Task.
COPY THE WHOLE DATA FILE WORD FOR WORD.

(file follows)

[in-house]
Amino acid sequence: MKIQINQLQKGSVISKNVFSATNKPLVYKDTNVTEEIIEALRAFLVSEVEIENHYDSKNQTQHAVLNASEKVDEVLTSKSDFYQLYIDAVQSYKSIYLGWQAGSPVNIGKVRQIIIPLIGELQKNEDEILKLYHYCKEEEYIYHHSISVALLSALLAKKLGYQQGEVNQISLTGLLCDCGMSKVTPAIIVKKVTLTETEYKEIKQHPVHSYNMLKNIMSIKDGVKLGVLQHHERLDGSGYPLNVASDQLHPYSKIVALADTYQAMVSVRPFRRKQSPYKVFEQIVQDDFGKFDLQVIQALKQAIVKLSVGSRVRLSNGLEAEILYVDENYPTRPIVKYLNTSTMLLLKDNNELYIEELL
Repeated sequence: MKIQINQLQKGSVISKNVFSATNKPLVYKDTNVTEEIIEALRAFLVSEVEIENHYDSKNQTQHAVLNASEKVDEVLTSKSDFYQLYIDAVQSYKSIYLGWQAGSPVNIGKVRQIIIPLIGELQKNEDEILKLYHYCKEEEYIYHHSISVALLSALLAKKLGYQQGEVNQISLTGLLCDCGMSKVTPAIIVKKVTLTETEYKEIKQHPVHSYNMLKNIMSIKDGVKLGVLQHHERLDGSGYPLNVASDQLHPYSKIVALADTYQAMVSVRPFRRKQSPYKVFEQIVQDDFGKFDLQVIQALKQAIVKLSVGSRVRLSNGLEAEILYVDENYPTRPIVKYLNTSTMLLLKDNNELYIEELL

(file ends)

[in-house]
Amino acid sequence: MKIQINQLQKGSVISKNVFSATNKPLVYKDTNVTEEIIEALRAFLVSEVEIENHYDSKNQTQHAVLNASEKVDEVLTSKSDFYQLYIDAVQSYKSIYLGWQAGSPVNIGKVRQIIIPLIGELQKNEDEILKLYHYCKEEEYIYHHSISVALLSALLAKKLGYQQGEVNQISLTGLLCDCGMSKVTPAIIVKKVTLTETEYKEIKQHPVHSYNMLKNIMSIKDGVKLGVLQHHERLDGSGYPLNVASDQLHPYSKIVALADTYQAMVSVRPFRRKQSPYKVFEQIVQDDFGKFDLQVIQALKQAIVKLSVGSRVRLSNGLEAEILYVDENYPTRPIVKYLNTSTMLLLKDNNELYIEELL
Repeated sequence: MKIQINQLQKGSVISKNVFSATNKPLVYKDTNVTEEIIEALRAFLVSEVEIENHYDSKNQTQHAVLNASEKVDEVLTSKSDFYQLYIDAVQSYKSIYLGWQAGSPVNIGKVRQIIIPLIGELQKNEDEILKLYHYCKEEEYIYHHSISVALLSALLAKKLGYQQGEVNQISLTGLLCDCGMSKVTPAIIVKKVTLTETEYKEIKQHPVHSYNMLKNIMSIKDGVKLGVLQHHERLDGSGYPLNVASDQLHPYSKIVALADTYQAMVSVRPFRRKQSPYKVFEQIVQDDFGKFDLQVIQALKQAIVKLSVGSRVRLSNGLEAEILYVDENYPTRPIVKYLNTSTMLLLKDNNELYIEELL